Ultra runner Dr Khaled Jamal Al Suwaidi hopes 2,070km challenge will encourage UAE people to get out of their 'comfort zone'
Emirati runner puts best foot forward for 40-day trek from Abu Dhabi to Makkah
A dedicated doctor is hoping to inspire UAE residents to follow in his footsteps, as he gets set to embark on a 40-day trek from Abu Dhabi to Makkah.
Dr Khaled Jamal Al Suwaidi, an Emirati academic specialising in international relations, has shed almost 50 kilograms in just three years after lacing up his running shoes to boost his health.
In February, the super-fit 34-year-old, now a trim 72kg, completed a 327-kilometre run from Fujarah to Port Zayed in Abu Dhabi.
Dr Al Suwaidi took on the challenge to help raise awareness about the work of the Cancer Patient Care Society (Rahma), a patient support group established by his father.
Now he is going a step further by planning to run an energy sapping 2,070km journey from the UAE to Saudi Arabia, to inspire others to get "out of their comfort zone", while also honouring the lives of martyrs of the UAE and Arab coalition in Yemen.
“Running for 40 consecutive days to Makkah will be a great challenge,” said Dr Al Suwaidi, who aims to cover 50km a day.
“The danger of physical collapse is a real possibility as the road will be through desert terrain, changing temperatures and vast tracts of land without any people living there.
“There will also be the presence of different animals, some of them dangerous, so I have to be ready.
“All these factors are potential challenges, so it is not only about developing my physical abilities to cope, but also the mental strength that will be required.
“The psychological readiness to overcome the dangers and unexpected surprises is something I have to prepare for.”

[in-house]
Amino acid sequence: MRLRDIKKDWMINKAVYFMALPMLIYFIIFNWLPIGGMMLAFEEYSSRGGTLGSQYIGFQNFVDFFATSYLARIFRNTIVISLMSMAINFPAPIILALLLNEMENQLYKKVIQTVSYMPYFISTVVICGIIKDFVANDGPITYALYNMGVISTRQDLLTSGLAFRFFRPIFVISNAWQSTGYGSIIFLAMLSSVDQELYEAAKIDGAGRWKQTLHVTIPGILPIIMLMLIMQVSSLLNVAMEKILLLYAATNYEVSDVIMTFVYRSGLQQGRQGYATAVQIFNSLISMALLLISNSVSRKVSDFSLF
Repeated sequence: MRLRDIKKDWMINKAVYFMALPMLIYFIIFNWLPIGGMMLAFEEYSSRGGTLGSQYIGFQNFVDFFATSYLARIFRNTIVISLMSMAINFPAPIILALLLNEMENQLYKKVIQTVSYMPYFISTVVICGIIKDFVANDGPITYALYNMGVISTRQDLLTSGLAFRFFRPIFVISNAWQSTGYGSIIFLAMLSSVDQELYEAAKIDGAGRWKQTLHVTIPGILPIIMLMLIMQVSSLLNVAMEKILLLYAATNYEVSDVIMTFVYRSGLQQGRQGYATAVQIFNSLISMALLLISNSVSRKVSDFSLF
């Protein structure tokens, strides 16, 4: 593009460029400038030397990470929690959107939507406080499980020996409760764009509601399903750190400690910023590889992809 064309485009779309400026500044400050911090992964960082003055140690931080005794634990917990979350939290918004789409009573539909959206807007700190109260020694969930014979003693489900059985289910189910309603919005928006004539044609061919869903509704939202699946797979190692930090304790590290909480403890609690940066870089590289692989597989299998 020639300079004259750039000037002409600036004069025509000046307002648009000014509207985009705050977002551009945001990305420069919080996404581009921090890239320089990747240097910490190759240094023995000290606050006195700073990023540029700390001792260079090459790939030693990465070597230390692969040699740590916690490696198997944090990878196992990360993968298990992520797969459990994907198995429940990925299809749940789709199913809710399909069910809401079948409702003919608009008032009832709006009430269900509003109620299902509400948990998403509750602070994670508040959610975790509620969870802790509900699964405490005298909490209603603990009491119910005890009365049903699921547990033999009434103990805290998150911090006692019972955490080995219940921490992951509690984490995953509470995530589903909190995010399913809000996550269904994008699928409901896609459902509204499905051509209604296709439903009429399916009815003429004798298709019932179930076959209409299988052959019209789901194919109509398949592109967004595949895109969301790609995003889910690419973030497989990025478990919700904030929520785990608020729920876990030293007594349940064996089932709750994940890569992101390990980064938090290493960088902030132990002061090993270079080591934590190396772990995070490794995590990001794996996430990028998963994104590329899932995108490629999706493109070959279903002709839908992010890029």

During the run, he will carry the flags of the UAE and Saudi Arabia.
“This run is considered an expression of appreciation of the ties between the UAE and Saudi Arabia, as well as for the noble role of the two countries in defending security, peace, and stability in the Gulf,” he said.
A decision to change his diet and take up regular exercise came after he became a father and doctors said he was at high risk of diabetes.
A damning verdict on the health of the nation was delivered in a recent World Health Organisation report that found almost half the UAE was not completing the recommended weekly amount of exercise.
Almost 50 per cent of women and 39 per cent of men are not doing the 150 minutes of weekly exercise to defend against lifestyle-related illness such as cardiovascular disease and diabetes.
Around the world, an estimated 1.4 billion people were not doing enough exercise to stay healthy, almost a fifth of the global population, the WHO report said.
Mabina Daniel Lengweng, managing partner at Vigour Energy personal coaching services in Dubai, said technology is making our lives easier, but is encouraging laziness.
“Unfortunately nowadays with cars, technology, elevators and escalators, we have removed all activity in our life,” he said.
“To be successful, we find 80 per cent of any exercise programme is based on the quality of their nutrition and diet.”
Nutrition and diet will be the foundation on which Dr Al Suwaidi’s challenge is built, and could determine if he succeeds or fails.
He is currently training daily for an average of seven hours, beginning with two hours of running from 5am and continuing after work for a further two hours. Regular gym sessions have been built into his lifestyle to help prevent injuries by strengthening his body.
Other preparations include a specific diet heavy in natural grain and proteins, as well as plenty of fruit, vegetables and water.
That diet has already helped Dr Al Suwaidi set an impressive milestone of running of 182 consecutive days, clocking up 5,850km, since changing his life.
He now hopes to show that others can follow a similar path.
“This initiative comes as a request to the youth of the UAE to leave their comfort zone and train themselves to meet the challenges of life,” he said.
“Young people can unleash their inner powers to achieve their great potential.
“I have stressed this idea in many of my lectures and meetings with university students and young people. I’ve talked about my own experiences with obesity and how I have overcome those problems.
“My life has changed from someone who was threatened with diabetes due to being overweight in 2015, to someone who can accomplishes great achievements in the Arab world.”